Europe and the US are negotiating a historic free-trade treaty. Are these negotiations moving in the right direction?

No, they are not. The transatlantic declarations should contain references to a common tax-base for multinationals, concrete sanctions against tax havens, and the establishment of a register for global financial stocks, or at the very least, a register for transatlantic stocks.

The US and the EU represent half of global GDP, which could lead to greater financial transparency. The establishment of a global register for financial stocks would show who owns what and where.

Public demand to fight inequality is high in the US. There is also a demand in the EU for greater justice and democracy. I think both Europeans and Americans would be happy to see that the transatlantic treaty is not just competition and opening of markets (when markets have never been so open), but that it is also about more regulation and financial and fiscal transparency.

The upcoming European elections will see an increase in extremist, or at least eurosceptic, political parties. How should Europe deal with this challenge?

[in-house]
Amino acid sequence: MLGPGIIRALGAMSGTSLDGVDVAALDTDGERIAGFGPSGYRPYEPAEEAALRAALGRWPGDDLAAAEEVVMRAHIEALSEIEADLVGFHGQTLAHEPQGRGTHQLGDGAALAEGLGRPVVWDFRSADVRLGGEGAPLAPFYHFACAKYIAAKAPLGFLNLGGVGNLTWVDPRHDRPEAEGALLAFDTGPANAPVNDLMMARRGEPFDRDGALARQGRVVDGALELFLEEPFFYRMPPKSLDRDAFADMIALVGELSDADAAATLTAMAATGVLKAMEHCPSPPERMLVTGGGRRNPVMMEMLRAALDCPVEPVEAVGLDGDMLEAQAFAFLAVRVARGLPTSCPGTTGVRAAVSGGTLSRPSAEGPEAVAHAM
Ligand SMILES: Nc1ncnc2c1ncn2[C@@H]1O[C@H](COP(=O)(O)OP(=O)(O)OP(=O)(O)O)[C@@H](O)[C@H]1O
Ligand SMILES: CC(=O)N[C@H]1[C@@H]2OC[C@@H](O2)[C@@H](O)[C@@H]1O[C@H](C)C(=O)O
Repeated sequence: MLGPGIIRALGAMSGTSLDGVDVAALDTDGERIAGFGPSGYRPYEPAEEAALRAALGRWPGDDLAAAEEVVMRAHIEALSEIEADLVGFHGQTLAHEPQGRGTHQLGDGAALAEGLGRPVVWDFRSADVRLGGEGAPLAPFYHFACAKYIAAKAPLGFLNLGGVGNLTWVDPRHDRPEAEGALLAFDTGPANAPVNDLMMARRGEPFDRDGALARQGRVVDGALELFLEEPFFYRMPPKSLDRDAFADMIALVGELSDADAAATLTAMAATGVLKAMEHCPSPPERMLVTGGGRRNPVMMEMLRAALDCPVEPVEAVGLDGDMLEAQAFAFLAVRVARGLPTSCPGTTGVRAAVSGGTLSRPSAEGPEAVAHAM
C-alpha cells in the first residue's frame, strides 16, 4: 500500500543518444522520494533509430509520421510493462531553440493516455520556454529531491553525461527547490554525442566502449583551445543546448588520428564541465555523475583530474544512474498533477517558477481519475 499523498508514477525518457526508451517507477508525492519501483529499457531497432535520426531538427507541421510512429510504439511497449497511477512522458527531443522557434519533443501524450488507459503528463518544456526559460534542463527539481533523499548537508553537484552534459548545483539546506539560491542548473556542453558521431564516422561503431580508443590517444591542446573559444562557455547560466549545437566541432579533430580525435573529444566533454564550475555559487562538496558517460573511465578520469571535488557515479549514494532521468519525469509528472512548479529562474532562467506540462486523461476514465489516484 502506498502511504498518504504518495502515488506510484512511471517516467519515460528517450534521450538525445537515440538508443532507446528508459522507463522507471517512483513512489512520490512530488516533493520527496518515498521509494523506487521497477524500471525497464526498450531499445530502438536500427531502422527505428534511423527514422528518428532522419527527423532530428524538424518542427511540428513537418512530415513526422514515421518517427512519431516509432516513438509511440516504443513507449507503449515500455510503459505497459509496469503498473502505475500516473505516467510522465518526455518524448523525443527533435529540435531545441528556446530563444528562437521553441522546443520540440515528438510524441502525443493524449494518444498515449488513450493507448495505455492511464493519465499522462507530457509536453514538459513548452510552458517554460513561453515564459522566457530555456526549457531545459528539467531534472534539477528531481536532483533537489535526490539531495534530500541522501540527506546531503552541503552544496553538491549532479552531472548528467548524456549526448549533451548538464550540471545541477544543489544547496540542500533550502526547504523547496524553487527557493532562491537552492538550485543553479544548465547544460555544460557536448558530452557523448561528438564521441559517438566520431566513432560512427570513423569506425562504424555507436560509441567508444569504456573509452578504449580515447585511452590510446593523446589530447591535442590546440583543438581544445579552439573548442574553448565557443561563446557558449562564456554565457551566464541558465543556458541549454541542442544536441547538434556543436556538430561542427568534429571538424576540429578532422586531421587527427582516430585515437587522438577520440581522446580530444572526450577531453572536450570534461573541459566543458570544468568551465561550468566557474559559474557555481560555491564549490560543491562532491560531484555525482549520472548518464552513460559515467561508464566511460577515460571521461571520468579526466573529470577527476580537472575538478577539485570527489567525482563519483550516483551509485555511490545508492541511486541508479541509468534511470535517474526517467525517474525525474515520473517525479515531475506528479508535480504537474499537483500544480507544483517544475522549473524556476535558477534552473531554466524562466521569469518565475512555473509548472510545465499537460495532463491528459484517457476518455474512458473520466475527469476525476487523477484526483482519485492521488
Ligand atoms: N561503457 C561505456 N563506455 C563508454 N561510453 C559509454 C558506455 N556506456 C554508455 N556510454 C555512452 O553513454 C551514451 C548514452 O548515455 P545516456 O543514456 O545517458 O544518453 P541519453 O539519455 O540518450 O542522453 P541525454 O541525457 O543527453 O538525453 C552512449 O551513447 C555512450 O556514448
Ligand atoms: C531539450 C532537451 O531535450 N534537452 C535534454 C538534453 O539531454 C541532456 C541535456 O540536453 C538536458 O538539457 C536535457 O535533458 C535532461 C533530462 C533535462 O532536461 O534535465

Unfortunately I believe that without radical change or democratisation in the European institutions, Europe’s growing unpopularity will continue.

A large part of public opinion believes that globalisation, and especially the liberalisation of exchanges at a European level, disproportionately benefit those who are more qualified and wealthy. It is obviously a huge step forward that people think their vote will affect the choice of the European Commission.

I find it shocking that one of the groups chose a representative from Luxembourg, which has become a tax haven. 30 or 40 years ago, the wealth of these countries relied greatly on industrialisation. Today it is built on a financial sector, part of which corresponds to providing tax exemptions to companies from other European countries. This completely goes against economic and social cooperation.

Interviewed by Tanja Milevska. Translated from French.